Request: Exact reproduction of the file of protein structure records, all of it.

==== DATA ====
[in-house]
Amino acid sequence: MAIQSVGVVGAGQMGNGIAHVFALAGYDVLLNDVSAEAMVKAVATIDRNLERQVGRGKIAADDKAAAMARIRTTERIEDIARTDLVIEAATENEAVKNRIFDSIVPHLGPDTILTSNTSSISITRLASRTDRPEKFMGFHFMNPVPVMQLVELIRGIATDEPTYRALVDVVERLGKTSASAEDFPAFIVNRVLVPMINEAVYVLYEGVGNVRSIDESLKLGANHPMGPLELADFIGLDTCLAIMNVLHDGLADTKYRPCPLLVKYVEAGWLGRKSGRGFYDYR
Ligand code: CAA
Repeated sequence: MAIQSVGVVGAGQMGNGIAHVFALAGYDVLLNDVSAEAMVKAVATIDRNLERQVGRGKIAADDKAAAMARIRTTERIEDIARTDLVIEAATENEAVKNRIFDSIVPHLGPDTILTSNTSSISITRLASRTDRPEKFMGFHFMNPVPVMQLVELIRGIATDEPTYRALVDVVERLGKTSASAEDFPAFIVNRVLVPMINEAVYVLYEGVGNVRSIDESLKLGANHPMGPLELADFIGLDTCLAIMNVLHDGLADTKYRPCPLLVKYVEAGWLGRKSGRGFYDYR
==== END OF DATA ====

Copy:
[in-house]
Amino acid sequence: MAIQSVGVVGAGQMGNGIAHVFALAGYDVLLNDVSAEAMVKAVATIDRNLERQVGRGKIAADDKAAAMARIRTTERIEDIARTDLVIEAATENEAVKNRIFDSIVPHLGPDTILTSNTSSISITRLASRTDRPEKFMGFHFMNPVPVMQLVELIRGIATDEPTYRALVDVVERLGKTSASAEDFPAFIVNRVLVPMINEAVYVLYEGVGNVRSIDESLKLGANHPMGPLELADFIGLDTCLAIMNVLHDGLADTKYRPCPLLVKYVEAGWLGRKSGRGFYDYR
Ligand code: CAA
Repeated sequence: MAIQSVGVVGAGQMGNGIAHVFALAGYDVLLNDVSAEAMVKAVATIDRNLERQVGRGKIAADDKAAAMARIRTTERIEDIARTDLVIEAATENEAVKNRIFDSIVPHLGPDTILTSNTSSISITRLASRTDRPEKFMGFHFMNPVPVMQLVELIRGIATDEPTYRALVDVVERLGKTSASAEDFPAFIVNRVLVPMINEAVYVLYEGVGNVRSIDESLKLGANHPMGPLELADFIGLDTCLAIMNVLHDGLADTKYRPCPLLVKYVEAGWLGRKSGRGFYDYR